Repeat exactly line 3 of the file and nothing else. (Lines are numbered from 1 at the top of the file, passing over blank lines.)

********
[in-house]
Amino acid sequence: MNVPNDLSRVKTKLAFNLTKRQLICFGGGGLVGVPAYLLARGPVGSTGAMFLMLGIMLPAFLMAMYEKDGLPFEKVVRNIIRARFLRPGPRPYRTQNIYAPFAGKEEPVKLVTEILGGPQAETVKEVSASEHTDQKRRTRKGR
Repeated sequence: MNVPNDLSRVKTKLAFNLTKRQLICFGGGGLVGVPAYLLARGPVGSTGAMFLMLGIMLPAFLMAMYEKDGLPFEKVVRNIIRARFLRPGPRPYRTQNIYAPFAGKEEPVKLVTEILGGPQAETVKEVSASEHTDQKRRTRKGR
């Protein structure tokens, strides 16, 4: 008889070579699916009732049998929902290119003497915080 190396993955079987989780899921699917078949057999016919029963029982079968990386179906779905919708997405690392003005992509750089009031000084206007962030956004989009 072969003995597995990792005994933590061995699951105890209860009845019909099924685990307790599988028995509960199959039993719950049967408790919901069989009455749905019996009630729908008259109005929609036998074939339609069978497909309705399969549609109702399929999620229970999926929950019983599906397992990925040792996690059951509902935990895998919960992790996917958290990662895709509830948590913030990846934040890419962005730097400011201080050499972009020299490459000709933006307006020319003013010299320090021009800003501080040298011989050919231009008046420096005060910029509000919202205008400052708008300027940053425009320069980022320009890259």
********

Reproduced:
Repeated sequence: MNVPNDLSRVKTKLAFNLTKRQLICFGGGGLVGVPAYLLARGPVGSTGAMFLMLGIMLPAFLMAMYEKDGLPFEKVVRNIIRARFLRPGPRPYRTQNIYAPFAGKEEPVKLVTEILGGPQAETVKEVSASEHTDQKRRTRKGR